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Obituary: Professor Jonathan Harvey

Professor Jonathan Harvey

Composer Jonathan Harvey, who was Professor of Music at Sussex from 1977-93, died in Lewes on Tuesday (4 December) at the age of 73.

An internationally renowned modern composer, Professor Harvey was noted for his interest in spirituality and for the imaginative use of electronics in his compositions. He also wrote orchestral, chamber and choral pieces. His works were performed all over the world by some of the finest contemporary music groups.

A chorister at St Michael's College, Tenbury, Harvey went on to be a music scholar at St John's College, Cambridge and he gained doctorates from the Universities of Cambridge and Glasgow.

He lectured at the University of Southampton for 13 years before joining Sussex in 1977 to teach composition.

Professor Harvey played a full part in the interdisciplinary ‘school’ teaching in the School of Cultural and Community Studies (as it was then). In conjunction with his musicology colleague of many years, the late Professor David Osmond-Smith, he cemented Sussex’s reputation as a centre for the study of contemporary music and its composition - a reputation it still holds to this day.

In 1993 his opera Inquest of Love received its premiere and he was awarded £10,000 as the winner of the prestigious Britten Award for Composition.

Professor Harvey left Sussex in 1993 to devote more time to composition. From 1995-2000, he was Professor of Music at Stanford University, California.

In 1999 the University was involved in several celebrations to mark the 60th birthday of Professor Harvey, who had remained an honorary Professor of Music at Sussex. Campus was the venue for the first recital in England by the Trio Fibonacci, who chose to play two of his pieces. And Sussex sponsored his opera, Passion and Resurrection, performed that year as part of the Brighton Festival and staged using local and professional singers in St Martin's Church in Lewes Road.

In 2000 Professor Harvey was “touched” to receive an honorary doctorate from Sussex: at a ceremony in the Brighton Centre, the University’s then Chancellor, Lord (Richard) Attenborough, conferred on him the award of Doctor of Music.

Looking back at his 18 years of teaching at Sussex, Professor Harvey said before the ceremony: “I came here from Southampton University and it was a liberation for me. Southampton was quite strict in its approach to music teaching. Here I was able to meet students from other disciplines and hear different ideas.”

In 2007 the Centre for Research in Opera and Music Theatre at Sussex held a study day on Professor Harvey's third opera, Wagner Dream.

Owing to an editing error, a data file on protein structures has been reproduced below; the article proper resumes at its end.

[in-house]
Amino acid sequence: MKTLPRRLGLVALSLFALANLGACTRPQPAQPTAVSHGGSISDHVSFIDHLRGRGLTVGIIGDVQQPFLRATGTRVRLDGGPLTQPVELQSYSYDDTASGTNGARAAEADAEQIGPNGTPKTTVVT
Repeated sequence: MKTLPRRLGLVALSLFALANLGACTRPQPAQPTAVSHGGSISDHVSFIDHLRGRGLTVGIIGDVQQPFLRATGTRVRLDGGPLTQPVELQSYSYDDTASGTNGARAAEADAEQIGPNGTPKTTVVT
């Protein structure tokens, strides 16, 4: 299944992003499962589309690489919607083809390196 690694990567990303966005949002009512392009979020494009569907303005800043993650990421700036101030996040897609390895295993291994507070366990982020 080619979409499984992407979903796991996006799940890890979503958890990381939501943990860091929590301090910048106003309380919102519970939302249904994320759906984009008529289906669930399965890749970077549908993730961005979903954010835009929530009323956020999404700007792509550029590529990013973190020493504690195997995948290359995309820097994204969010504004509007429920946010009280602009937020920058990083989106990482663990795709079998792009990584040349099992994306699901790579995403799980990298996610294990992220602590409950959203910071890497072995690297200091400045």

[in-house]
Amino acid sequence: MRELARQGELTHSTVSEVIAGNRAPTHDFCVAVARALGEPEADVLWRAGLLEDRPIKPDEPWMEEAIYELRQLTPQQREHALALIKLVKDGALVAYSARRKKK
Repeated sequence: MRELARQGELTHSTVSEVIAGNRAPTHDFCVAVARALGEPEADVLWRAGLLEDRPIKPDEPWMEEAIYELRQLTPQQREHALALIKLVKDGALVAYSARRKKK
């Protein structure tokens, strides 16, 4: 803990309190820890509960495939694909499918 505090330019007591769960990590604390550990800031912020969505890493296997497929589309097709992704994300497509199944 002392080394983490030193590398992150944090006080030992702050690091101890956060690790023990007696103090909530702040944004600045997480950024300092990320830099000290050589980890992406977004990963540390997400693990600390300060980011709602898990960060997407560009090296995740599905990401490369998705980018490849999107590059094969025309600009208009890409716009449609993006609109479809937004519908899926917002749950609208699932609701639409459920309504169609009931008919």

More recently, in April 2010 he spoke about ‘symmetrical collaboration’ in the Sussex research seminar series on ‘Music and Collaboration’.

Fittingly, Professor Harvey presented his last paper at Sussex during the Royal Musical Association annual conference in July 2011, when he addressed the topic of ‘New horizons in composition and sonic media’ - horizons that his own music and research had done so much to open for so many.

Professor Harvey’s name will live on at Sussex: postgraduates on the University’s MA in Music and Sonic Media have access to the facilities in the Jonathan Harvey Electroacoustic Music Studio, named in honour of his pioneering work in electroacoustic music, much of which was undertaken at Sussex.

Dr Nicholas McKay, Head of the Music department, says: “Jonathan will be greatly missed by friends, former students and colleagues alike. He is fondly remembered as a wonderful teacher and mentor and an extraordinarily sensitive composer and human being.”

Posted on behalf of: Music department
Last updated: Friday, 7 December 2012


Jonathan was a huge figure in CCS and in the Music Department in the mid-late 80s when I studied here.  Truly inspirational.  He will be missed.

From Elizabeth Kaye on 7 December 2012
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Yes, I remember him when I was a student volunteering at the Gardner Arts Centre where he set up his electronic music studio, his presence at CCE meetings later when I worked there and his presence in Lewes where we had mutual friends. What a gentle,thoughtful, quiet man who made great music. My thoughts go to Rosalie and their family.

Nannette Aldred

From Nannette Aldred on 10 December 2012
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I was privileged to direct Jonathan's millenium opera at the Royal Albert Hall MOTHERS SHALL NOT CRY. It was especially inspiring to work with him on it throughout. He was so dedicated, so concentrated and so creative to be with, and yet always made time for the human contact. So pleased he is at last getting the proper recognition in the UK he has long deserved and always had abroad.

From Faynia Roberta Williams on 10 December 2012
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